Wednesday, September 06, 2017

Fiction Review: Jane Eyre

Way back in my early 20’s, just after college, I bought a copy of Jane Eyre by Charlotte Brontë and loved it. We’d read Wuthering Heights by Emily Brontë in high school (which I also liked), and friends had recommended Jane Eyre to me. Fast-forward more than 30 years. Last summer, I re-read Wuthering Heights, which was very good but a bit dark for my taste. This summer, I re-read Jane Eyre and remembered why I loved it so much the first time! It also counted for both my 2017 Classics Challenge (which I am doing rather poorly on!) and my own Big Book Summer Challenge.

Ten-year old Jane was orphaned as a baby and lives with her aunt, Mrs. Reed, and her three cousins. Mrs. Reed treats Jane like an outcast, constantly berating her for imagined slights while coddling her three own children. Out of her sight, though, Jane’s cousins are far worse than she imagines Jane to be, lying, fighting, and treating Jane poorly. After once again wrongly accusing Jane, Mrs. Reed punishes her even more severely than usual. When she decides to send Jane away to a boarding school, Jane is relieved. Though the school is a strict and spartan one, run by a religious fanatic, Jane enjoys living there and has far more freedom there to be herself, in spite of its rigorous environment.

As an adult, after teaching in the school for two years, Jane finds employment outside of the school that has sheltered her for almost a decade. Her new job is a governess to a young girl at the luxurious home of Mr. Rochester. The master of the house is sometimes gruff and brooding, but Jane gets along well with him and enjoys her new home. The house and its owner hold many secrets, though, and Jane only gradually grows to understand Mr. Rochester and his household. Jane even begins to fall in love with Mr. Rochester, though she has no experience of love, and his secrets may be an obstacle.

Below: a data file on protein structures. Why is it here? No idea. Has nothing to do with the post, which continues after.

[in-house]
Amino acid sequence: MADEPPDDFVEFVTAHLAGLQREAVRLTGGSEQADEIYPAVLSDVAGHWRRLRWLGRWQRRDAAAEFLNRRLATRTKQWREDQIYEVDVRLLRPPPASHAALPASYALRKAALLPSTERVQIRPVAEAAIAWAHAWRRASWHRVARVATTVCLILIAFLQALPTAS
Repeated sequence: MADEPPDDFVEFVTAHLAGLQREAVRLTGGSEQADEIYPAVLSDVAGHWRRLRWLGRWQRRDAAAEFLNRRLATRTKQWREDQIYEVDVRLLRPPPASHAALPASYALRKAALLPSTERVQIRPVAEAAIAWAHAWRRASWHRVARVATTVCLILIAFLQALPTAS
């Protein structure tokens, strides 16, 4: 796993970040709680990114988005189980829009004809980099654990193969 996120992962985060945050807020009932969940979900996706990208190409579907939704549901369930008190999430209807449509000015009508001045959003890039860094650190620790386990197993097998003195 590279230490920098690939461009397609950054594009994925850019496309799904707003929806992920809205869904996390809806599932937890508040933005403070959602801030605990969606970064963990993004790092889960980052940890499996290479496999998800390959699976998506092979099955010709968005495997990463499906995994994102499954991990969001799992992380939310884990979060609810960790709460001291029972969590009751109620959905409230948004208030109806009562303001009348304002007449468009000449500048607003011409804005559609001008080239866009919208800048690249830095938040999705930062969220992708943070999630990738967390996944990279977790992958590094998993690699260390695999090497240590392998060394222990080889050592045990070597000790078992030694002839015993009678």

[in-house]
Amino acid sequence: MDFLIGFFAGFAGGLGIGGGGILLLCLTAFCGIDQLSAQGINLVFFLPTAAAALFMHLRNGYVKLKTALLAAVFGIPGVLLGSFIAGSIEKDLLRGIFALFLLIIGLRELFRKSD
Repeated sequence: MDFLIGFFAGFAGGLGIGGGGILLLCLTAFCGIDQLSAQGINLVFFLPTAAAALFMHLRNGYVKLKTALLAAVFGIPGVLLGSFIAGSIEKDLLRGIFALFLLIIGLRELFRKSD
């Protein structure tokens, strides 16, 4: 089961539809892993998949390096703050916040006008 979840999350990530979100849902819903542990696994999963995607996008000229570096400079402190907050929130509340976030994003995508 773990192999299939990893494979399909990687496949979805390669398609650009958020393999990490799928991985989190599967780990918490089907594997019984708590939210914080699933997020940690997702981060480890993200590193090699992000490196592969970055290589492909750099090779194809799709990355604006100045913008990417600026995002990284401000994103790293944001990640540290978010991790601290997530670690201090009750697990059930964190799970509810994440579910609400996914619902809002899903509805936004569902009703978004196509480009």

I loved this novel just as much 30 years later as I did the first time I read it, as a young woman myself. The mystery at the heart of the novel, plus plenty of other suspense, makes it a riveting read (even though I remembered part of the story). There are lots of plot twists and surprises along the way to keep the story moving along. Jane herself is the perfect heroine, having overcome such horrible beginnings to make a life for herself and seek her own happiness. Even Mr. Rochester, despite his flaws, is an interesting character. His tormented soul only makes him more earnest and real.

I enjoyed Charlotte Brontë’s writing, telling the story in Jane’s voice, and I tabbed many pages with insights from Jane that I want to remember and return to, like this one describing the root of her own restlessness:
“It is in vain to say human beings ought to be satisfied with tranquility: they must take action; and they will make it if they cannot find it.”

I remember now why I liked Jane Eyre better than Wuthering Heights. Though Wuthering Heights is a captivating story with interesting characters and many plot twists, I didn’t find any of the characters (except the narrator) likeable or relatable. Cathy and Heathcliff were both tormented souls also but wholly miserable and wanting those around them to be miserable as well. Jane is a heroine to love; she overcomes great challenges, keeps moving forward no matter what obstacles she encounters, and believes in love. Even the anguished Mr. Rochester is understandable (once you discover his secrets) and likeable.

I thoroughly enjoyed this re-read of a favorite classic. Originally published under the pseudonym Currer Bell, Jane Eyre is Charlotte Brontë’s most famous and best-loved work, with good reason. In it, she created a rather modern heroine for 1847 who lives her own life and follows her dreams, all within a poignant love story. Brontë combined romance, mystery, suspense, and drama into a compelling novel that has more than earned its accolades over the years. I am glad to have been re-introduced to Jane.

433 pages, Bantam Books (my original paperback, purchased in 1987!)

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Jane Eyre
by Charlotte BronteMass Market


  1. It is such a remarkable story and what a tremendous last line.

    1. Yes, just wonderful! I enjoyed revisiting Jane.

  2. I haven't read that book so far. Shame on me.

    1. It is a classic for good reason, Klara! Hope you get to it soon - enjoy!

  3. I am so not good at reading classics; I'll admit that I avoid them all. But, I don't know that I've ever heard the story of Jane Eyre and it sounds good. Perhaps I'll add this to my TBR and get inspired.